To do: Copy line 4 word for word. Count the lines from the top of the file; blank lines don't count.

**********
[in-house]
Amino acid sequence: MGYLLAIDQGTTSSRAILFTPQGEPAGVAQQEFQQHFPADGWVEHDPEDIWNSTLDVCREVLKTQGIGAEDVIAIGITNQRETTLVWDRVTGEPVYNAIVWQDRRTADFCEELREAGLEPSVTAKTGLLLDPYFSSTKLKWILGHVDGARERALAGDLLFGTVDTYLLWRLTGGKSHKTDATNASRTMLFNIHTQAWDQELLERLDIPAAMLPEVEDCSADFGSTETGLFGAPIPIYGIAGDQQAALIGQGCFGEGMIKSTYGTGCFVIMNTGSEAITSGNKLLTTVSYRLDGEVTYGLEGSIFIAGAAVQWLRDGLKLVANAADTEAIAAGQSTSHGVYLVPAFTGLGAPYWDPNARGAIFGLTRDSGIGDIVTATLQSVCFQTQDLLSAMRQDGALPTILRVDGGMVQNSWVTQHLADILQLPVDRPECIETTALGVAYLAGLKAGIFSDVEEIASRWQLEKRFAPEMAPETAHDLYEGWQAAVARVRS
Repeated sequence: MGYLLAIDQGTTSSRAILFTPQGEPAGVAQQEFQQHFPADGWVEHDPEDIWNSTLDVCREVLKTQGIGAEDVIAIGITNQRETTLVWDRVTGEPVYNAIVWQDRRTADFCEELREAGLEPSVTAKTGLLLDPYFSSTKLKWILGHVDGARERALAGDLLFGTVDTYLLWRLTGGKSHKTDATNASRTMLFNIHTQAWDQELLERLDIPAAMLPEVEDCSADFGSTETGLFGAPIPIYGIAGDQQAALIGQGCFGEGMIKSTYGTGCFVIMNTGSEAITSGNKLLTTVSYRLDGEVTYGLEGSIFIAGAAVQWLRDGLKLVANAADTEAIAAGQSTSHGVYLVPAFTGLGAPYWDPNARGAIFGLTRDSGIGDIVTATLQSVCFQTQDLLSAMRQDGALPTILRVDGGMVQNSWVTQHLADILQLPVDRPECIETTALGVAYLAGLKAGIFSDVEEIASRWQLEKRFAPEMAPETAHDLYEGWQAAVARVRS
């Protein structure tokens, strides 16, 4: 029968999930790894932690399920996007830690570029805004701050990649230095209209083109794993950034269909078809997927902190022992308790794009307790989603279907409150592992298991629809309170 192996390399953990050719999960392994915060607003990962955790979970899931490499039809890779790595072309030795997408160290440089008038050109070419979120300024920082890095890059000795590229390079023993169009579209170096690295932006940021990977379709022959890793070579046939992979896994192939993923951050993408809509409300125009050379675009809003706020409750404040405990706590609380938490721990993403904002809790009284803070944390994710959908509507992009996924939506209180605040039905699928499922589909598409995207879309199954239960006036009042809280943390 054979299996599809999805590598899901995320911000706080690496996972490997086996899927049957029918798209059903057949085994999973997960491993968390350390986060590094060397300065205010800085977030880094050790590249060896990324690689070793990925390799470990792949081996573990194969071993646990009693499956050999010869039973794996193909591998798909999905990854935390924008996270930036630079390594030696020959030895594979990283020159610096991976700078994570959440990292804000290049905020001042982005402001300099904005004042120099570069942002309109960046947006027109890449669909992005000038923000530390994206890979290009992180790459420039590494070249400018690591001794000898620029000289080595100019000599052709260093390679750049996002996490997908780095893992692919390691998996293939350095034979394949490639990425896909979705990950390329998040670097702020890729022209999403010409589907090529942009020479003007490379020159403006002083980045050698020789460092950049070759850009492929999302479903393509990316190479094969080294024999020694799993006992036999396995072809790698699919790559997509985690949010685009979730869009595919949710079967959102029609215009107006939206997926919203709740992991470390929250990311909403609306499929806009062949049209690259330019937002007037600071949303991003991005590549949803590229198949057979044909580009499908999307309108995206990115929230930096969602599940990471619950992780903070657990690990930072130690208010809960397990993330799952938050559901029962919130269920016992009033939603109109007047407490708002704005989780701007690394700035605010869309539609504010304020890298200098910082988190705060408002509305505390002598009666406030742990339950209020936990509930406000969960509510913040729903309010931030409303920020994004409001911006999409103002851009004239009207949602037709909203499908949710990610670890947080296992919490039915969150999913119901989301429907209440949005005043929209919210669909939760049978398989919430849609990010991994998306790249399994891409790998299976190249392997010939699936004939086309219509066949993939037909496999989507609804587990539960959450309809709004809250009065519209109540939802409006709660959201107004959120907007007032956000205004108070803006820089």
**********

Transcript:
């Protein structure tokens, strides 16, 4: 029968999930790894932690399920996007830690570029805004701050990649230095209209083109794993950034269909078809997927902190022992308790794009307790989603279907409150592992298991629809309170 192996390399953990050719999960392994915060607003990962955790979970899931490499039809890779790595072309030795997408160290440089008038050109070419979120300024920082890095890059000795590229390079023993169009579209170096690295932006940021990977379709022959890793070579046939992979896994192939993923951050993408809509409300125009050379675009809003706020409750404040405990706590609380938490721990993403904002809790009284803070944390994710959908509507992009996924939506209180605040039905699928499922589909598409995207879309199954239960006036009042809280943390 054979299996599809999805590598899901995320911000706080690496996972490997086996899927049957029918798209059903057949085994999973997960491993968390350390986060590094060397300065205010800085977030880094050790590249060896990324690689070793990925390799470990792949081996573990194969071993646990009693499956050999010869039973794996193909591998798909999905990854935390924008996270930036630079390594030696020959030895594979990283020159610096991976700078994570959440990292804000290049905020001042982005402001300099904005004042120099570069942002309109960046947006027109890449669909992005000038923000530390994206890979290009992180790459420039590494070249400018690591001794000898620029000289080595100019000599052709260093390679750049996002996490997908780095893992692919390691998996293939350095034979394949490639990425896909979705990950390329998040670097702020890729022209999403010409589907090529942009020479003007490379020159403006002083980045050698020789460092950049070759850009492929999302479903393509990316190479094969080294024999020694799993006992036999396995072809790698699919790559997509985690949010685009979730869009595919949710079967959102029609215009107006939206997926919203709740992991470390929250990311909403609306499929806009062949049209690259330019937002007037600071949303991003991005590549949803590229198949057979044909580009499908999307309108995206990115929230930096969602599940990471619950992780903070657990690990930072130690208010809960397990993330799952938050559901029962919130269920016992009033939603109109007047407490708002704005989780701007690394700035605010869309539609504010304020890298200098910082988190705060408002509305505390002598009666406030742990339950209020936990509930406000969960509510913040729903309010931030409303920020994004409001911006999409103002851009004239009207949602037709909203499908949710990610670890947080296992919490039915969150999913119901989301429907209440949005005043929209919210669909939760049978398989919430849609990010991994998306790249399994891409790998299976190249392997010939699936004939086309219509066949993939037909496999989507609804587990539960959450309809709004809250009065519209109540939802409006709660959201107004959120907007007032956000205004108070803006820089």